Genesis 11:31 And Terah took his son Abram and his grandson Lot, the son of Haran, and his daughter-in-law Sarai, his son Abram’s wife, and they went out with them from Ur of the Chaldeans to go to the land of Canaan; and they came to Haran and dwelt there.
Joshua 24:2 And Joshua said to all the people, “Thus says the LORD God of Israel: ‘Your fathers, including Terah, the father of Abraham and the father of Nahor, dwelt on the other side of the River in old times; and they served other gods.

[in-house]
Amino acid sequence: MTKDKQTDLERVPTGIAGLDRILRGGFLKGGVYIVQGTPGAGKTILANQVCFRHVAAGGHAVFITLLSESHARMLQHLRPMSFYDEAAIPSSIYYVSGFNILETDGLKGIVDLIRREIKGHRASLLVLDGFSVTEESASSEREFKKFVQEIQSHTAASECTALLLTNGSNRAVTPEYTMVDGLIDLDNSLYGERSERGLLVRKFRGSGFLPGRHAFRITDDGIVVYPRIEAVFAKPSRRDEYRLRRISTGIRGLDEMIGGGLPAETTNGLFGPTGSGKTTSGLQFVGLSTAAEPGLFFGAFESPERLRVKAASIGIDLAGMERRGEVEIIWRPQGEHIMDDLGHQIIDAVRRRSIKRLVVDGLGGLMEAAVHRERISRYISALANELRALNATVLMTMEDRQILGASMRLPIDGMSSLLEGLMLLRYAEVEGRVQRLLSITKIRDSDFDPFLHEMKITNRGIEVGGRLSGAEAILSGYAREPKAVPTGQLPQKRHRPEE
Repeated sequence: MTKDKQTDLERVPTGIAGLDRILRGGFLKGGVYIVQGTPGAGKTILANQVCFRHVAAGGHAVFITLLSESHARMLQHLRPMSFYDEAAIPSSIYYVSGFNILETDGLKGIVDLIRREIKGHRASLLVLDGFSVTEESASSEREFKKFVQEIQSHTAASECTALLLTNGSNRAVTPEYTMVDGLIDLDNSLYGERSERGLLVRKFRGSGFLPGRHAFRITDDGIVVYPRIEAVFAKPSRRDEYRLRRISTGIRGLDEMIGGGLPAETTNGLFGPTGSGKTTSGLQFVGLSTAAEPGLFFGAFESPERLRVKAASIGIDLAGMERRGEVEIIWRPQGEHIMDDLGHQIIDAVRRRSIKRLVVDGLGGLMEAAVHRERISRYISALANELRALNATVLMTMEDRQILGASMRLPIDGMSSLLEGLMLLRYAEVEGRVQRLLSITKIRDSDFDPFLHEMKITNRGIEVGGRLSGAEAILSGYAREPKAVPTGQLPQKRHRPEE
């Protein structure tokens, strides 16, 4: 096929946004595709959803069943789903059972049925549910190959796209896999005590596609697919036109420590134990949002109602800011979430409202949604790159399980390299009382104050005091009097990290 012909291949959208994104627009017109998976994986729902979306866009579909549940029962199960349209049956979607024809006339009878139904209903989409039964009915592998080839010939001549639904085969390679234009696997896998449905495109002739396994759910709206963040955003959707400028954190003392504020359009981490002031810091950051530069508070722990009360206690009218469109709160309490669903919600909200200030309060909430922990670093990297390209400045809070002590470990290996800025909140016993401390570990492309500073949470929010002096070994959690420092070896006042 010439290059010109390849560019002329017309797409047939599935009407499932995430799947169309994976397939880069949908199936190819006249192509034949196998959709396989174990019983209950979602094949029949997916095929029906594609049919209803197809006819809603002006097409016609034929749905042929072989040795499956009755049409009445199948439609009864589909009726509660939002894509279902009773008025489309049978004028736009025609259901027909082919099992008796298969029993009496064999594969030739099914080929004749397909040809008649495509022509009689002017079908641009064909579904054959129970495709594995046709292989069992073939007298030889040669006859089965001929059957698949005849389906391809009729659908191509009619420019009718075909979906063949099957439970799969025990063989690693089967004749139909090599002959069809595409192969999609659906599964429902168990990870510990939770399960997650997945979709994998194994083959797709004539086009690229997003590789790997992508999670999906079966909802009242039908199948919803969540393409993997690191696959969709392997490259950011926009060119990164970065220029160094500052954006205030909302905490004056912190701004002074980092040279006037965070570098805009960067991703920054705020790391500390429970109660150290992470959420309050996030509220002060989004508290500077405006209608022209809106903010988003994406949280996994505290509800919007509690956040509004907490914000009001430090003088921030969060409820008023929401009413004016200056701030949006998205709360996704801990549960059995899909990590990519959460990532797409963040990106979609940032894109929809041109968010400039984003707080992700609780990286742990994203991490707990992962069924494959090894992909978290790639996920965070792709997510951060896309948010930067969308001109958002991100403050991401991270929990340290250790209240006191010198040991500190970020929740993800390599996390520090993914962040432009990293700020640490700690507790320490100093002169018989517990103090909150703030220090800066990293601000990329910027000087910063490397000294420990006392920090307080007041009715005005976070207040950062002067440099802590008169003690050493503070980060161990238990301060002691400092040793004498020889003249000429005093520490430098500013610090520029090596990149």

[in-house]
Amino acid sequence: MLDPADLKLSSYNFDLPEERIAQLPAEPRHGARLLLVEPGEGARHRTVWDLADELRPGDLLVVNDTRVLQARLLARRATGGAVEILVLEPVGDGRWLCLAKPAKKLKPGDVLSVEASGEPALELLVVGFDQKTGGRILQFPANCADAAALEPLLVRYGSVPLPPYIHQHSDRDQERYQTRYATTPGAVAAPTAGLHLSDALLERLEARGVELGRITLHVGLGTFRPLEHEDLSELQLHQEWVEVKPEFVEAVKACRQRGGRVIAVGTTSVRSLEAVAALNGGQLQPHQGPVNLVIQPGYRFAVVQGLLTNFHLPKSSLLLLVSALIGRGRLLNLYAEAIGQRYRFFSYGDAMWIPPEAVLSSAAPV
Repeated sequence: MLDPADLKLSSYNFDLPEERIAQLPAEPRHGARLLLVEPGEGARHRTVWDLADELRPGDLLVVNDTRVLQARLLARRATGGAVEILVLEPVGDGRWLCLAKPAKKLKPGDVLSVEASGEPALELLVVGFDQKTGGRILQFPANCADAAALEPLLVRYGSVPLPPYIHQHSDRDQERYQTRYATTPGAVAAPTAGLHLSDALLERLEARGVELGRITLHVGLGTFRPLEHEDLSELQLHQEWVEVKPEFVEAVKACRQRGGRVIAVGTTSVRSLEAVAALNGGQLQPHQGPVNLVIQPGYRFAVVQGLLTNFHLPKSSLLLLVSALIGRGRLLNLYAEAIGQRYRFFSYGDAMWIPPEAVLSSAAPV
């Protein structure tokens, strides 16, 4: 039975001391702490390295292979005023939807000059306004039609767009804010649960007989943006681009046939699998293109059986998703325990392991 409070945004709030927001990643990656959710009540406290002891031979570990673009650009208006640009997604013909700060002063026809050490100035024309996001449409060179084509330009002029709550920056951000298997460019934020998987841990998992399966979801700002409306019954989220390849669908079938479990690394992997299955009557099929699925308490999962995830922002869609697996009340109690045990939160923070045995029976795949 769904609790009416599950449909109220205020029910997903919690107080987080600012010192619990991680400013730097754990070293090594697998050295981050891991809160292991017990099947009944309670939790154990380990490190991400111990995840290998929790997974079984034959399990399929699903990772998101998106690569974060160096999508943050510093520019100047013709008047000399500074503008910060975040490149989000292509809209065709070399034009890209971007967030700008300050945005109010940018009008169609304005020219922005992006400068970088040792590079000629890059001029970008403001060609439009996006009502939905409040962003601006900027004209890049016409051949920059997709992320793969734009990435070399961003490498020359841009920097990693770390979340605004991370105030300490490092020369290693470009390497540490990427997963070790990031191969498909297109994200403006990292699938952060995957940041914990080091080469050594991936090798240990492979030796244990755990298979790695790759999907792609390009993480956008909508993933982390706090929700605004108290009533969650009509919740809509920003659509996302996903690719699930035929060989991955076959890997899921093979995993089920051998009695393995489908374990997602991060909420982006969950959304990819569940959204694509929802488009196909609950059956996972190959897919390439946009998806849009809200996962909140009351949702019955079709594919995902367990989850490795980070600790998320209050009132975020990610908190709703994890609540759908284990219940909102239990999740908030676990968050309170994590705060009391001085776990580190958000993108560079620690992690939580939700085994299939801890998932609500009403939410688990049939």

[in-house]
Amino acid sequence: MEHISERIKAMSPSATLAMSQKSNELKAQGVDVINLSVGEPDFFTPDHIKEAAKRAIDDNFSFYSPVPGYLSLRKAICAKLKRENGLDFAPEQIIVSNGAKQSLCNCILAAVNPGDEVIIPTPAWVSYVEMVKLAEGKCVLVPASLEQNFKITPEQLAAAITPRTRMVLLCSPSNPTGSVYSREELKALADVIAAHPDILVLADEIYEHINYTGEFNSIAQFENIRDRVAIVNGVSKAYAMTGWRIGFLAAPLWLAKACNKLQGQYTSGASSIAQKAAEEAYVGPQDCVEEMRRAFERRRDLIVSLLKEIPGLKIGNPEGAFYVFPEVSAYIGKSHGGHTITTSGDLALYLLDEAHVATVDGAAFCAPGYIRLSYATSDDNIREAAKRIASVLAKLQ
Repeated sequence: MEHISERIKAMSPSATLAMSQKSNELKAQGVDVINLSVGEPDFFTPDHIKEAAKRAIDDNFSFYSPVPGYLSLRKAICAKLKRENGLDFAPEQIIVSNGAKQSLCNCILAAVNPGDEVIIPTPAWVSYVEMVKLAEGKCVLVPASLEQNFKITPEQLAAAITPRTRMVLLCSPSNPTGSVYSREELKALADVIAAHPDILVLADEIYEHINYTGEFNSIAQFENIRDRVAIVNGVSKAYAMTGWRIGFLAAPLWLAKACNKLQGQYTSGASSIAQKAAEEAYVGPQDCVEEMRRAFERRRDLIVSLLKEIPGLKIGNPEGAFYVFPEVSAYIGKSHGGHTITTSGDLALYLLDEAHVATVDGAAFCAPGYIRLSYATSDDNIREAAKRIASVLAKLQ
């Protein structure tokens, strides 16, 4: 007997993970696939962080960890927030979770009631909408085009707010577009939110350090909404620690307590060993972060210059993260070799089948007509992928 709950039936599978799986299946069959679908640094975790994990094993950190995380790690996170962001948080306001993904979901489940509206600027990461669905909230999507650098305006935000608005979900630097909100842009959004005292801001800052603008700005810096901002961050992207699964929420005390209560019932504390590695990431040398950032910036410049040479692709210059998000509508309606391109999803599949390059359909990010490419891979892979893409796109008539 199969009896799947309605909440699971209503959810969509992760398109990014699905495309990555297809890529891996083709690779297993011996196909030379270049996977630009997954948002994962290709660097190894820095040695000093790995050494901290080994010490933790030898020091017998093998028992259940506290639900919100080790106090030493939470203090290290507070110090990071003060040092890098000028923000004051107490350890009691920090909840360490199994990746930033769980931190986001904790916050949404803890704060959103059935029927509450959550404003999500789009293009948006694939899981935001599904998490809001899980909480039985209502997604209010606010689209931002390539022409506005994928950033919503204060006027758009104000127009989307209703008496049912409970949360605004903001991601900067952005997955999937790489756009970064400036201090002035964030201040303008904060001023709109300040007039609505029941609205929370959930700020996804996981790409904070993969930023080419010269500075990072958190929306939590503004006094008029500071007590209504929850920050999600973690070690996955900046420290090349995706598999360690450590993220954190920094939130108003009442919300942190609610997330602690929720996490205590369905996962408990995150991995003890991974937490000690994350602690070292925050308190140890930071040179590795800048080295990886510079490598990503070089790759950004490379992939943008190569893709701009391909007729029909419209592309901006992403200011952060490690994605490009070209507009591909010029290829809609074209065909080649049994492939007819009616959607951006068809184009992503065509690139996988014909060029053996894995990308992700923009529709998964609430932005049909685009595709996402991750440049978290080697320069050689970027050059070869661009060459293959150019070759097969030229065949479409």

Abram the early prophet, was on the journey of faith, walking obediently in the steps God had planned out into an unknown land. Unfortunately, his nephew Lot decided to tag along for the journey. Lot had an entirely different motive than Abram. Whereas Abram was looking to leave the culture of idol-worship of the Babylonians and establish a religion of worshiping God alone, Lot simply wanted adventure and riches; new fertile foreign soil for his cattle and crops. Many believe that Abram was the one who began the journey out of Babylon. This is actually not true at all. It was Abram’s father Terah who first received the call of God to begin the journey to the new land. So why does Abram get all of the credit even though Terah began the journey? The answer is that Terah was not willing to leave his idols of Babylon behind and give God 100% of his focus and worship. Terah wanted a foot in each world, a bit of God, a bit of Bel, some Marduck here and there….. We know the God of the Bible is a jealous God, he will not share His glory with another. Some folks try to compromise our faith in order to seem more tolerant and accommodating. They’ve got the idea that Jesus, Buddha, Zeus, and Allah are all around one big heavenly campfire singing Kumbaya together. Or the belief that you can worship any god you please and that that will somehow be accepted. Well, that was Terah’s mistake. He wanted to compromise with the world. He worshipped God as his primary deity, but also kept his idols of Babylon, perhaps thinking they would provide him with “extra” power and blessings. This is why Terah was not allowed to complete his journey to the promised land and actually live in the blessing. He died partways on his journey, just like he was only willing to go partways with God.